This work mixes elements of Futurism and Cubism to show a funeral procession, set in a modern urban city, depicted as an infernal abyss filled with twisted and grotesque human forms.
It's dedicated to the German psychiatrist and avant-garde writer Oskar Panizza (1853-1921), noted for his play Liebeskonzil, which references the first historically documented outbreak of syphilis and depicts God the Father as a senile old man. Although his works were deemed blasphemous at the time by both the Church and government of Emperor Wilhelm II, they were greatly admired by the young, idealistic Grosz.
The painting achieves the effect of a hellscape through its colourisation—in particular through its use of red light—and multitude of distorted bodies and limbs. A skeleton representing the Grim Reaper sits on the coffin, drinking alcohol from a bottle. Before and behind him are the mob-like mourners who are depicted as ugly, frenzied and ridden with alcoholism and the madness of late-stage syphilis.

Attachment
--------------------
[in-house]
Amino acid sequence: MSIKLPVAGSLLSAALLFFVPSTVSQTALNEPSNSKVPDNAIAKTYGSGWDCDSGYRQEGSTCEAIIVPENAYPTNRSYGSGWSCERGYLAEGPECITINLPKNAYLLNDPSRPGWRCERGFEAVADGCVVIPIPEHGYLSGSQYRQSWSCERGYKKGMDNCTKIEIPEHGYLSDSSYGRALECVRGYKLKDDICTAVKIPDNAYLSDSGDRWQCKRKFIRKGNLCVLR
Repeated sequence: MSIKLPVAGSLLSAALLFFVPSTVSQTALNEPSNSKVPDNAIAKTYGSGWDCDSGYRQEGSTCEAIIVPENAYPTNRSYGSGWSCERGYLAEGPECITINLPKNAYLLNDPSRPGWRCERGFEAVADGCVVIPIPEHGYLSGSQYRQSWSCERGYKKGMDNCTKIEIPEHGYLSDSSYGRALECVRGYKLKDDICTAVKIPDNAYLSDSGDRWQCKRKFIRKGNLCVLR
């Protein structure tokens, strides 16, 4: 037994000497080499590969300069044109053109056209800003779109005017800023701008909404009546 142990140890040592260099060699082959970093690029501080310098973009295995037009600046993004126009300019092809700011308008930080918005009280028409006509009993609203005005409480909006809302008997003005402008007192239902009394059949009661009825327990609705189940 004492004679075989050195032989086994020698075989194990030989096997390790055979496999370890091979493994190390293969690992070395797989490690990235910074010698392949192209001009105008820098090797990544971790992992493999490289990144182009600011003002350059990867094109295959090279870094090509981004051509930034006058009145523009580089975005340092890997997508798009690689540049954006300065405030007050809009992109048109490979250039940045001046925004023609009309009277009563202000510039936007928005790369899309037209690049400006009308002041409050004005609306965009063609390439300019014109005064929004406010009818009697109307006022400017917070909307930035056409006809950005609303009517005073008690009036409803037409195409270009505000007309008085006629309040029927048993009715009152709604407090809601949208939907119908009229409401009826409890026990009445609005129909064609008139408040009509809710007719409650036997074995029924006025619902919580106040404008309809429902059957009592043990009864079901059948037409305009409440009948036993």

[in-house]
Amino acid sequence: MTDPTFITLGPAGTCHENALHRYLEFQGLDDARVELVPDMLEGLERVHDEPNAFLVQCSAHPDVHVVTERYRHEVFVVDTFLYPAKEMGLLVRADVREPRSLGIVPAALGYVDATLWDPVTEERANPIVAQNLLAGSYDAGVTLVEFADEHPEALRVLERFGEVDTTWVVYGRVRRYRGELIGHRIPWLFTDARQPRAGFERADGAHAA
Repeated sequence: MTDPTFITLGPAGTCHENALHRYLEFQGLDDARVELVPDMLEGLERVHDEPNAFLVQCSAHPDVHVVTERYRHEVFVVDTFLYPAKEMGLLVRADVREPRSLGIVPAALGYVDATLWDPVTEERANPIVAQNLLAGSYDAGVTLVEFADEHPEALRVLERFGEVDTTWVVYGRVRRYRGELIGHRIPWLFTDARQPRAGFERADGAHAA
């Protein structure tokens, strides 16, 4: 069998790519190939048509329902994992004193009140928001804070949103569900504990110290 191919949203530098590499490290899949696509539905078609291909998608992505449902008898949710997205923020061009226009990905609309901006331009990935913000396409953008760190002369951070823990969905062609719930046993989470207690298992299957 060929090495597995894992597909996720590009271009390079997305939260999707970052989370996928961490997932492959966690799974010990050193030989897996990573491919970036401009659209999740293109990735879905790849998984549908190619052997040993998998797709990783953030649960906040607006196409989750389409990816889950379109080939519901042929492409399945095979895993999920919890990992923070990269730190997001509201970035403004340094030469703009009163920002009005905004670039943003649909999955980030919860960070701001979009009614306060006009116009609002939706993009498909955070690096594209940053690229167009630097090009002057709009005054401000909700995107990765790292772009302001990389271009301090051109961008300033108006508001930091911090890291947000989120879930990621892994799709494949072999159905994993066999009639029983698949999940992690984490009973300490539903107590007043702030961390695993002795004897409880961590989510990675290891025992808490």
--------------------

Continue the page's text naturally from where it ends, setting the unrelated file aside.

Above the procession, tall buildings induce claustrophobia, seeming to lean and bend both backwards and forwards, as if about to topple over and onto those gathered below. Among these buildings is a small church, surrounded by bars, nightclubs and offices. Giving a literal voice to the "Dance of Death" depicted by the artist, a sign over one club reads "DANCE TONIGHT".
Explaining his intention when creating the work, Grosz said:"In a strange street by night, a hellish procession of dehumanized figures mills, their faces reflecting alcohol, syphilis, plague ... I painted this protest against a humanity that had gone insane." (wikipedia)
|I am always there, 1936|